If you don't have as much experience as the job description outlines, don't underestimate how much your ability to effectively sell yourself could help you in an interview.
Writing. Nearly every job description includes a line about seeking a candidate with "strong communication skills." Before you shrug it off, consider why this seemingly minimal requirement hasn't yet become a job-listing given.
Many candidates are proving to hiring managers that they lack basic writing ability by submitting grammatically tragic cover letters and poorly constructed resumes. Although it varies from manager to manager, something as innocuous as the wrong "their" could keep you out of the running for a dream position. This is particularly true if you're looking to enter a communications field.
Those entering other lines of work don't need to be Hemingway, but they do need to elevate their written communication several notches above LOLspeak. According to Sharef, one of the main reasons young job candidates haven't conquered spelling, subject-verb agreement, and proper tense is because they live in a mobile-phone culture. "We do a writing test at HireArt and that's one of the biggest ways that people fail," she says.
Also keep in mind the way you write on social networks and in other easy-to-Google forums. A sleuthing recruiter could quickly and easily stumble across your poorly worded opinions elsewhere.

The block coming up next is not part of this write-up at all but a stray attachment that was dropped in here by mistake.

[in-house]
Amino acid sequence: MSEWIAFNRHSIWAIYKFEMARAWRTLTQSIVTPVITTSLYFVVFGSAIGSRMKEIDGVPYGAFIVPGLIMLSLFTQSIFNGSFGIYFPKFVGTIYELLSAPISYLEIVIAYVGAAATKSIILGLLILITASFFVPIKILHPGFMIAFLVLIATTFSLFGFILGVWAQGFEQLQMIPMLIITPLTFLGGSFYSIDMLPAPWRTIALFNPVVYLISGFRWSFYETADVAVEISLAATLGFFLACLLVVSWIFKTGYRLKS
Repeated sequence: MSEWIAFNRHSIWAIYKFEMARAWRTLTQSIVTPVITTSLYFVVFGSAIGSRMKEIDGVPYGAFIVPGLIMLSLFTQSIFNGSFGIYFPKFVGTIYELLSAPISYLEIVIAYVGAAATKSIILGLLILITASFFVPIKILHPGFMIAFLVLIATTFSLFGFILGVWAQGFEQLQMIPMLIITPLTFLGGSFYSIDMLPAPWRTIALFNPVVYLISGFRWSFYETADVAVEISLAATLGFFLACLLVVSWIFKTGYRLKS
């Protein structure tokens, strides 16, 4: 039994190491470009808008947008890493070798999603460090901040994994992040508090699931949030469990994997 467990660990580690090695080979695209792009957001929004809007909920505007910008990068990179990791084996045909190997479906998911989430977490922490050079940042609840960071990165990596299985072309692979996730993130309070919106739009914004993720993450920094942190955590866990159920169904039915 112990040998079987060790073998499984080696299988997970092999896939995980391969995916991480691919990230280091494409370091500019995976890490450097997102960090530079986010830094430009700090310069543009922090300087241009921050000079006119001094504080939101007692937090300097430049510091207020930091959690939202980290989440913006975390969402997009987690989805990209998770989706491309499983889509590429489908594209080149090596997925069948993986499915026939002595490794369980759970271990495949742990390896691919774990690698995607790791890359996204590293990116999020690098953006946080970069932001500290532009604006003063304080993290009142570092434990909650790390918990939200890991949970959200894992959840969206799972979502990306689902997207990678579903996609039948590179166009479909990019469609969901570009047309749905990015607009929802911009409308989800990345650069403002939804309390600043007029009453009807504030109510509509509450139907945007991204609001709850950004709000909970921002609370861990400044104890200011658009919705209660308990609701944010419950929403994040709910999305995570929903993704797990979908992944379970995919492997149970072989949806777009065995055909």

These obviously aren't fake-it-until-you-make-it skill sets. Only those with the chops will even be considered for tech positions. There are minor things you could do to stay more relevant in the industry, however. Building mobile-phone applications is currently a blossoming subsector, so you should be deft with all the operating systems. "If you're an iPhone user, borrow your friend's Android phone for two days. Learn more about how they work," Sharef says.
[See: The Best Technology Jobs.]
Problem solving. According to sites like Mashable.com, the ability to identify a problem and make intelligent plans for a successful solution is another, less-quantifiable trait that employers are eager to find in job seekers today. And similar to having social media skills, this is one where previous professional experience helps, but isn't always necessary if you have relatable real-life experience that can show your metal to the hiring manager.
Casually mentioning your expertise in this arena won't do the trick. (Other than effectively showing that you don't actually have enough problem-solving skills to solve the problem of landing a job.) The best evidence would be specific and detailed examples on your resume, cover letter, and during an interview of how you've worked to overcome obstacles and achieve success.